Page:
Fernando Cavenaghi’s career underlines this. A leader of the line at River Plate when he was only 20 years of age, Cavenaghi promptly attracted the interest of Juventus and a number of other clubs from around Europe’s elite leagues but ignored their advances to sign instead for Spartak Moscow, this was at a time when the Russian league’s community of Brazilian players was still very small.

After going on to become an idol at Bordeaux, where he won five trophies, including the Ligue 1 title, he upped and left for Spanish lesser club Mallorca. And when a turmoil-stricken River Plate suffered the unthinkable and were relegated from the Argentine First Division, the man they call “Cavegol” was the only one of the club’s many former youth products to return and lend a helping hand.

After top-scoring for Los Millonarios as they made an instant return to the top flight, Cavenaghi was released. Bearing no grudge, he returned a year and half later to savour Copa Libertadores glory.

Yet instead of staying on for the FIFA Club World Cup and take a tilt at beating Barcelona, he moved on again, this time to Cyprus, where, at the age of 31, he continued to make life difficult for goalkeepers.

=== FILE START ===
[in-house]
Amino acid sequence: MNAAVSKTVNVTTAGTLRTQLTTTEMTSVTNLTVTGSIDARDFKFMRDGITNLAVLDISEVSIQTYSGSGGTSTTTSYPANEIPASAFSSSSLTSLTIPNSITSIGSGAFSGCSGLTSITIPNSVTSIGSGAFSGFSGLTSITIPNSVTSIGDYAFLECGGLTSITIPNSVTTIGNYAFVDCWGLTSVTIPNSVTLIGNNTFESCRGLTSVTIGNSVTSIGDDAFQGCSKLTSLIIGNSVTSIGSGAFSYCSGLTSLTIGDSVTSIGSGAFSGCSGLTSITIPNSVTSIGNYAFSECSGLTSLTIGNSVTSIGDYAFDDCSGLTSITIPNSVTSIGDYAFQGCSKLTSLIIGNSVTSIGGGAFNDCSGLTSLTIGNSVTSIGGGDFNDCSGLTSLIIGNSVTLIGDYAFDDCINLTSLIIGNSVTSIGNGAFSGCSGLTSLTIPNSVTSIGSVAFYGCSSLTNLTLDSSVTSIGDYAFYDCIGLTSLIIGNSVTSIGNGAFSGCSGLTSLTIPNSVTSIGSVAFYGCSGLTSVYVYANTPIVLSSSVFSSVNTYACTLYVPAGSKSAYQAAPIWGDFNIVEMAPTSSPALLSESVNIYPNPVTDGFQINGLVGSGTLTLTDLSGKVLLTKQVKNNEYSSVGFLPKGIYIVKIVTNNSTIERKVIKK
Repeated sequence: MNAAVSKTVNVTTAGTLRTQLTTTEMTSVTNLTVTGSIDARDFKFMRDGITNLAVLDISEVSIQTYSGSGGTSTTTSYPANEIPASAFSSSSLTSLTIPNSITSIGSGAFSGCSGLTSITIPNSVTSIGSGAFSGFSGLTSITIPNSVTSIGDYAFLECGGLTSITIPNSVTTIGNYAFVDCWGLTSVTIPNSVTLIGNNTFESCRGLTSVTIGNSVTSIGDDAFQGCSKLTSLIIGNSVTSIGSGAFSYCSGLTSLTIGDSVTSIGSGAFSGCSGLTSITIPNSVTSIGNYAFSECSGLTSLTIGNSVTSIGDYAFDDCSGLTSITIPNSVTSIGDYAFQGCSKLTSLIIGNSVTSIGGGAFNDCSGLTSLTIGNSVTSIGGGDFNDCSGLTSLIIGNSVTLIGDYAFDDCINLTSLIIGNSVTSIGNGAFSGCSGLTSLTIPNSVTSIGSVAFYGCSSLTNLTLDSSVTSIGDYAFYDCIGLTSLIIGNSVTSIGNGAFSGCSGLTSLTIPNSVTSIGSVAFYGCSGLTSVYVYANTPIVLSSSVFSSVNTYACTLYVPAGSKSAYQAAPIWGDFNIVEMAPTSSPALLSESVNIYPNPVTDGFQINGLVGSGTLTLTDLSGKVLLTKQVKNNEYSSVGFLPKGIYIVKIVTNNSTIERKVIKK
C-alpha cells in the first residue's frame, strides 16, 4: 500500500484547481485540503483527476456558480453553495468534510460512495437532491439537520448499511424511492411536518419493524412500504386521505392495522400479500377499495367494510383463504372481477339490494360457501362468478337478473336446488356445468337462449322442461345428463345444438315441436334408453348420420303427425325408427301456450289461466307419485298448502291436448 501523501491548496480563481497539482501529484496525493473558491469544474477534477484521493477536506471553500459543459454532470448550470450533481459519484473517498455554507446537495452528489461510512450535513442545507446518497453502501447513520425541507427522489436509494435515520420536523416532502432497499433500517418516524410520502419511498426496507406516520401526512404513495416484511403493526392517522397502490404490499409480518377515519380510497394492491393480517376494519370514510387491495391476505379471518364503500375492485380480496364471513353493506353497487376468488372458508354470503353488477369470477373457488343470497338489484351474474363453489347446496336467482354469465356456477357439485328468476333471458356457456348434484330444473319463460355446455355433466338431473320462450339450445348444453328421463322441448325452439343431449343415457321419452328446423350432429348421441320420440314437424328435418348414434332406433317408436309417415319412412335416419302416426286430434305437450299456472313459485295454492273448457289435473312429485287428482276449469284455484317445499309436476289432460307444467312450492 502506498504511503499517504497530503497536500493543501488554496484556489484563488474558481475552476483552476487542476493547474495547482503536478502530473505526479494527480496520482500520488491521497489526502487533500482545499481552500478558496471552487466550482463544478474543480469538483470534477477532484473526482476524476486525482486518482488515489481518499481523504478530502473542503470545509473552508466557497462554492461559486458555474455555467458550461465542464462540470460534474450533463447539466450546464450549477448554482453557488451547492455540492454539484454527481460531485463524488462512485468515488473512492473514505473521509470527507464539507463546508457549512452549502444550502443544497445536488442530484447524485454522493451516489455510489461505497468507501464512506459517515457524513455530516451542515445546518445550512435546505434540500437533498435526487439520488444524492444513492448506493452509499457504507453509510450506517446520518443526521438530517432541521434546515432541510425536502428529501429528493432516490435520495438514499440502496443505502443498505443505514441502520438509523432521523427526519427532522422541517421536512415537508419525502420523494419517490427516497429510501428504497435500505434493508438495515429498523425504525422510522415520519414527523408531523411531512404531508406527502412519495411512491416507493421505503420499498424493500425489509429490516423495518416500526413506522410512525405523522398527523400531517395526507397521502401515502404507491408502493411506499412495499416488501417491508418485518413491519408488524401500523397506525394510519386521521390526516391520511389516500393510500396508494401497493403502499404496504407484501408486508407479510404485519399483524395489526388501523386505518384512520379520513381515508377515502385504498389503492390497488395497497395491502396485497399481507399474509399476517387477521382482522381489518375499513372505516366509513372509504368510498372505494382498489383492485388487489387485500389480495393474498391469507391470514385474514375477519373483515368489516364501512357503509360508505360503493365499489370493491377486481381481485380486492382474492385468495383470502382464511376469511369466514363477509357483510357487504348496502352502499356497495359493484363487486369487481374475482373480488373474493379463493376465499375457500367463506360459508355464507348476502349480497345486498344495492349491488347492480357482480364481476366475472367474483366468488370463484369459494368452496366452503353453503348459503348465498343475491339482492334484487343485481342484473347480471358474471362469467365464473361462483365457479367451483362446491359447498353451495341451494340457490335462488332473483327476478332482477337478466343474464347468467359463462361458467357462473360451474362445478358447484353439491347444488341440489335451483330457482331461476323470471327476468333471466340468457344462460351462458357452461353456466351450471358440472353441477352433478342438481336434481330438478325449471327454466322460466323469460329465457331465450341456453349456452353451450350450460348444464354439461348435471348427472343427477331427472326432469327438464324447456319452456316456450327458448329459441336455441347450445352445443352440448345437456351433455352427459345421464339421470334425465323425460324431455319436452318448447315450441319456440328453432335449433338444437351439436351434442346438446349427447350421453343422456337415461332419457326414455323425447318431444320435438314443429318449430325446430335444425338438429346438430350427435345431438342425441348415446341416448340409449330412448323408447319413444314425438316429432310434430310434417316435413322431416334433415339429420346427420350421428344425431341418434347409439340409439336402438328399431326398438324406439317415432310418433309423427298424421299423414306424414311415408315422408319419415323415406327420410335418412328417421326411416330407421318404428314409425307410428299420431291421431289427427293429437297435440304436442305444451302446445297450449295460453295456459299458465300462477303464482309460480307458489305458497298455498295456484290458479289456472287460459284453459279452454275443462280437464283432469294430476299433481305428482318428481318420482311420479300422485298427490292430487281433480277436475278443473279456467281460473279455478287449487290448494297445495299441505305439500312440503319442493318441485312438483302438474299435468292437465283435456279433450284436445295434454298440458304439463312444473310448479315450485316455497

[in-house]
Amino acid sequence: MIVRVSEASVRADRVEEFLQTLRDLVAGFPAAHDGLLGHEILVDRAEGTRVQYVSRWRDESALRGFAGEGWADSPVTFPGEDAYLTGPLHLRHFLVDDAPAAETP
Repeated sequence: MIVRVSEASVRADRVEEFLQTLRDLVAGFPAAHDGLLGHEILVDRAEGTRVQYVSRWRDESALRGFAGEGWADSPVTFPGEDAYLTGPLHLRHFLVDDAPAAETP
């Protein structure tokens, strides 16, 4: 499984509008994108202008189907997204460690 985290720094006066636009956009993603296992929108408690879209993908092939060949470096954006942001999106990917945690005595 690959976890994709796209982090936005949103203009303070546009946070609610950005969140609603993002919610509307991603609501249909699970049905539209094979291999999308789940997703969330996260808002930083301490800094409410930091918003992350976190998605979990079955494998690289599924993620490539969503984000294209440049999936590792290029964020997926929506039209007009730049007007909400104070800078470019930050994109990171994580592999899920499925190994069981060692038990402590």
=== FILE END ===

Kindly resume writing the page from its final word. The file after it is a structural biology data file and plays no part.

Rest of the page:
“Anyone can come up and say: I’d have done this or have missed this. Like any player, I’ve had my ups and downs but I’ve scored more than 230 goals and won 15 trophies. I honestly don’t think I could have asked for any more from my career.”

There was a time when Cavenaghi had to pay for his impulsiveness in the middle of 2010, when he left France for Mallorca, who had just finished fifth in La Liga but were in no position to repeat the feat. He later revealed that he totally ‘regretted’ the decision.

Cavenaghi was known as a family man throughout his career as he spent most of it in the Argentinian League so as to be closer to his family.